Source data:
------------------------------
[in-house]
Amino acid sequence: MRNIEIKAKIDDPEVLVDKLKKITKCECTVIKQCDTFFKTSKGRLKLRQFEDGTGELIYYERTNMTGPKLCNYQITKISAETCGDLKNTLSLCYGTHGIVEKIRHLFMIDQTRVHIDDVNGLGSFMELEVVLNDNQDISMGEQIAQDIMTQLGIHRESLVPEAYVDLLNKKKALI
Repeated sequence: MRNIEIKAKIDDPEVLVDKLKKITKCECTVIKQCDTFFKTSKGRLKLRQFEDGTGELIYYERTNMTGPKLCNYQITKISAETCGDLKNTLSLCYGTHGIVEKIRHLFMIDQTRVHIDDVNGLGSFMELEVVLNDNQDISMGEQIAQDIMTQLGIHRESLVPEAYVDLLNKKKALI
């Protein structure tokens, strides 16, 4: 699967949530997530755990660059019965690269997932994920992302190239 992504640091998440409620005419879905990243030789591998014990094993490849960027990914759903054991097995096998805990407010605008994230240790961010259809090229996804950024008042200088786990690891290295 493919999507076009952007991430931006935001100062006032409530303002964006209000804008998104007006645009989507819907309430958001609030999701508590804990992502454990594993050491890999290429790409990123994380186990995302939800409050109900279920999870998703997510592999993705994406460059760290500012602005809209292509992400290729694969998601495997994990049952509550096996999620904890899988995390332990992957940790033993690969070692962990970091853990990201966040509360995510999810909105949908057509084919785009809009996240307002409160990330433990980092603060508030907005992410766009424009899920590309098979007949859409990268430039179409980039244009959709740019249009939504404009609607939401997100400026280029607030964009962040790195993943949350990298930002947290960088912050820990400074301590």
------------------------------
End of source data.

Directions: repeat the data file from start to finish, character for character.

[in-house]
Amino acid sequence: MRNIEIKAKIDDPEVLVDKLKKITKCECTVIKQCDTFFKTSKGRLKLRQFEDGTGELIYYERTNMTGPKLCNYQITKISAETCGDLKNTLSLCYGTHGIVEKIRHLFMIDQTRVHIDDVNGLGSFMELEVVLNDNQDISMGEQIAQDIMTQLGIHRESLVPEAYVDLLNKKKALI
Repeated sequence: MRNIEIKAKIDDPEVLVDKLKKITKCECTVIKQCDTFFKTSKGRLKLRQFEDGTGELIYYERTNMTGPKLCNYQITKISAETCGDLKNTLSLCYGTHGIVEKIRHLFMIDQTRVHIDDVNGLGSFMELEVVLNDNQDISMGEQIAQDIMTQLGIHRESLVPEAYVDLLNKKKALI
């Protein structure tokens, strides 16, 4: 699967949530997530755990660059019965690269997932994920992302190239 992504640091998440409620005419879905990243030789591998014990094993490849960027990914759903054991097995096998805990407010605008994230240790961010259809090229996804950024008042200088786990690891290295 493919999507076009952007991430931006935001100062006032409530303002964006209000804008998104007006645009989507819907309430958001609030999701508590804990992502454990594993050491890999290429790409990123994380186990995302939800409050109900279920999870998703997510592999993705994406460059760290500012602005809209292509992400290729694969998601495997994990049952509550096996999620904890899988995390332990992957940790033993690969070692962990970091853990990201966040509360995510999810909105949908057509084919785009809009996240307002409160990330433990980092603060508030907005992410766009424009899920590309098979007949859409990268430039179409980039244009959709740019249009939504404009609607939401997100400026280029607030964009962040790195993943949350990298930002947290960088912050820990400074301590």